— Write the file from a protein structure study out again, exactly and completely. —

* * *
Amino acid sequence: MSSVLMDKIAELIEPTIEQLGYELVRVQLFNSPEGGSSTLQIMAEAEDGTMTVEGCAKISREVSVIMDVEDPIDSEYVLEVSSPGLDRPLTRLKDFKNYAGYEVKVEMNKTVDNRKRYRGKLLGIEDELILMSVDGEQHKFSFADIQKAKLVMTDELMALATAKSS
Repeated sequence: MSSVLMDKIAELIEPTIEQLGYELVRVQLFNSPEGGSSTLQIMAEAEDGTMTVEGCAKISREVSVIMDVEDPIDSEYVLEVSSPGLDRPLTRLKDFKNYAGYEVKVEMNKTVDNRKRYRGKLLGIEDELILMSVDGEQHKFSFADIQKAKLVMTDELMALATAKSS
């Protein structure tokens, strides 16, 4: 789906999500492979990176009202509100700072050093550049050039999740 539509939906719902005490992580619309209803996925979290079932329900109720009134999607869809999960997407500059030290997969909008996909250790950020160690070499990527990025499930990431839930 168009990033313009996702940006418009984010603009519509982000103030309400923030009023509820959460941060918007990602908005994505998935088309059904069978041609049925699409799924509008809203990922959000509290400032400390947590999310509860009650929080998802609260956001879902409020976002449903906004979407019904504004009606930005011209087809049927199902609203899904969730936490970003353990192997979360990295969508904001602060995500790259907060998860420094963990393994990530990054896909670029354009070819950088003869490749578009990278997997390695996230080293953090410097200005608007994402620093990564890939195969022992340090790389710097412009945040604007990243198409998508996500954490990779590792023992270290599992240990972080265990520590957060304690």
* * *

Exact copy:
Amino acid sequence: MSSVLMDKIAELIEPTIEQLGYELVRVQLFNSPEGGSSTLQIMAEAEDGTMTVEGCAKISREVSVIMDVEDPIDSEYVLEVSSPGLDRPLTRLKDFKNYAGYEVKVEMNKTVDNRKRYRGKLLGIEDELILMSVDGEQHKFSFADIQKAKLVMTDELMALATAKSS
Repeated sequence: MSSVLMDKIAELIEPTIEQLGYELVRVQLFNSPEGGSSTLQIMAEAEDGTMTVEGCAKISREVSVIMDVEDPIDSEYVLEVSSPGLDRPLTRLKDFKNYAGYEVKVEMNKTVDNRKRYRGKLLGIEDELILMSVDGEQHKFSFADIQKAKLVMTDELMALATAKSS
């Protein structure tokens, strides 16, 4: 789906999500492979990176009202509100700072050093550049050039999740 539509939906719902005490992580619309209803996925979290079932329900109720009134999607869809999960997407500059030290997969909008996909250790950020160690070499990527990025499930990431839930 168009990033313009996702940006418009984010603009519509982000103030309400923030009023509820959460941060918007990602908005994505998935088309059904069978041609049925699409799924509008809203990922959000509290400032400390947590999310509860009650929080998802609260956001879902409020976002449903906004979407019904504004009606930005011209087809049927199902609203899904969730936490970003353990192997979360990295969508904001602060995500790259907060998860420094963990393994990530990054896909670029354009070819950088003869490749578009990278997997390695996230080293953090410097200005608007994402620093990564890939195969022992340090790389710097412009945040604007990243198409998508996500954490990779590792023992270290599992240990972080265990520590957060304690």